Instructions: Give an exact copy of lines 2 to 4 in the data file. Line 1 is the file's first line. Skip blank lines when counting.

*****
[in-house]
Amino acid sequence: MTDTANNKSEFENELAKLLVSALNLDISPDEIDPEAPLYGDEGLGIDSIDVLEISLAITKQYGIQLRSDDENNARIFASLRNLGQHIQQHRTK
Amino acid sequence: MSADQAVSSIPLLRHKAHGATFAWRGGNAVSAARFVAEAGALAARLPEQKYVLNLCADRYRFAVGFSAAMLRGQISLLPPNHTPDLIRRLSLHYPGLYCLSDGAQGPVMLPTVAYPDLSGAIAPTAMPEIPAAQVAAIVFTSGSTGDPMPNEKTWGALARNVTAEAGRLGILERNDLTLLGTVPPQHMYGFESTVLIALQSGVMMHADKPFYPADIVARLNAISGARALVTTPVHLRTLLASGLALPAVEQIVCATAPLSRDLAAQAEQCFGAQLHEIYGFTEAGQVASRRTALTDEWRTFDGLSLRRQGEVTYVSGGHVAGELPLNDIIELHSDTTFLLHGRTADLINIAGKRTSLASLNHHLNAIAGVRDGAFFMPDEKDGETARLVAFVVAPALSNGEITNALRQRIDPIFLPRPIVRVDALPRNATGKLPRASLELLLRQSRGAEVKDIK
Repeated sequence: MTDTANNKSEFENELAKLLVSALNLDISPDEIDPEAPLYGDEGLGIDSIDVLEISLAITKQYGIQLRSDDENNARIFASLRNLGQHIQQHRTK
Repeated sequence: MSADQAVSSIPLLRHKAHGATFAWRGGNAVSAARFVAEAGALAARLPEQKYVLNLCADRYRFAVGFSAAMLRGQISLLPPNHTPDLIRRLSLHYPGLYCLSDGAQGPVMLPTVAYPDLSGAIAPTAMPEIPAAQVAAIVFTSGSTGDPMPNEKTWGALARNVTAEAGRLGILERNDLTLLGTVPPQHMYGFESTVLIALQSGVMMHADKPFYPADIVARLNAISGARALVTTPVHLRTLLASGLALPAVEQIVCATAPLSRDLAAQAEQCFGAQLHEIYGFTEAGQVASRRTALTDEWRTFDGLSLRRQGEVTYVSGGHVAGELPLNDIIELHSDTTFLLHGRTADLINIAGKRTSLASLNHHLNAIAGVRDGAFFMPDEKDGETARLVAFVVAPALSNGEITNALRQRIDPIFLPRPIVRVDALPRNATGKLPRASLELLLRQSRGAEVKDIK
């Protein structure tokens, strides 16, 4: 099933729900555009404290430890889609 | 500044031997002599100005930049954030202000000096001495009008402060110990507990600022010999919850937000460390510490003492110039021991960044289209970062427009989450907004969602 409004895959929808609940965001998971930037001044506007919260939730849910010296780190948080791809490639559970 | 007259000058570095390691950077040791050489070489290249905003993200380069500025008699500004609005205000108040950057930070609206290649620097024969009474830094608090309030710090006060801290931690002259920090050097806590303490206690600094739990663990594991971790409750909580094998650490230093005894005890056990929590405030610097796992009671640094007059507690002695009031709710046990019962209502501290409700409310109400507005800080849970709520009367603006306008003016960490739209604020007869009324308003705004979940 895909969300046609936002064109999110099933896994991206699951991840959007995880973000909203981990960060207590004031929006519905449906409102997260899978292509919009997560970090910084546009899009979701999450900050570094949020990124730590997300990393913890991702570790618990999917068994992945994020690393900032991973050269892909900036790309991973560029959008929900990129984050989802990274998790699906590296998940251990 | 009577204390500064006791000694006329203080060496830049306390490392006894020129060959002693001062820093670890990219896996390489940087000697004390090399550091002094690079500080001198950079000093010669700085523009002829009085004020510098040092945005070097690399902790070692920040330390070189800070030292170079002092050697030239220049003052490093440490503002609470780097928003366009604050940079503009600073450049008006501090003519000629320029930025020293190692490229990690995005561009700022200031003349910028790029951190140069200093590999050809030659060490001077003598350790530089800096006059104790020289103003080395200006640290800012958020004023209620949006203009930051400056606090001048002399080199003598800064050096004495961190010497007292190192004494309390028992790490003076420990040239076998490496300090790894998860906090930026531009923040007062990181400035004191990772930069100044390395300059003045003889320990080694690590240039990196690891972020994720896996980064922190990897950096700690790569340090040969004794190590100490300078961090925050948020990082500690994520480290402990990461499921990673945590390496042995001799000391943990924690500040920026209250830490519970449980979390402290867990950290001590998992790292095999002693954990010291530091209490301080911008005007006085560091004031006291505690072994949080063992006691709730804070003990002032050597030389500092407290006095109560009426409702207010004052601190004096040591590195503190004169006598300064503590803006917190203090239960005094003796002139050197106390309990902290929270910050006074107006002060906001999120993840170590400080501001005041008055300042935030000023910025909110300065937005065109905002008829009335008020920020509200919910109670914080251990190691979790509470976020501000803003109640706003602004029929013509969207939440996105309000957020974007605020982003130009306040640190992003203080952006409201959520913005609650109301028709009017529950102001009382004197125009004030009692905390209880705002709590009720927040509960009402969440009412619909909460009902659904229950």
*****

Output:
Amino acid sequence: MTDTANNKSEFENELAKLLVSALNLDISPDEIDPEAPLYGDEGLGIDSIDVLEISLAITKQYGIQLRSDDENNARIFASLRNLGQHIQQHRTK
Amino acid sequence: MSADQAVSSIPLLRHKAHGATFAWRGGNAVSAARFVAEAGALAARLPEQKYVLNLCADRYRFAVGFSAAMLRGQISLLPPNHTPDLIRRLSLHYPGLYCLSDGAQGPVMLPTVAYPDLSGAIAPTAMPEIPAAQVAAIVFTSGSTGDPMPNEKTWGALARNVTAEAGRLGILERNDLTLLGTVPPQHMYGFESTVLIALQSGVMMHADKPFYPADIVARLNAISGARALVTTPVHLRTLLASGLALPAVEQIVCATAPLSRDLAAQAEQCFGAQLHEIYGFTEAGQVASRRTALTDEWRTFDGLSLRRQGEVTYVSGGHVAGELPLNDIIELHSDTTFLLHGRTADLINIAGKRTSLASLNHHLNAIAGVRDGAFFMPDEKDGETARLVAFVVAPALSNGEITNALRQRIDPIFLPRPIVRVDALPRNATGKLPRASLELLLRQSRGAEVKDIK
Repeated sequence: MTDTANNKSEFENELAKLLVSALNLDISPDEIDPEAPLYGDEGLGIDSIDVLEISLAITKQYGIQLRSDDENNARIFASLRNLGQHIQQHRTK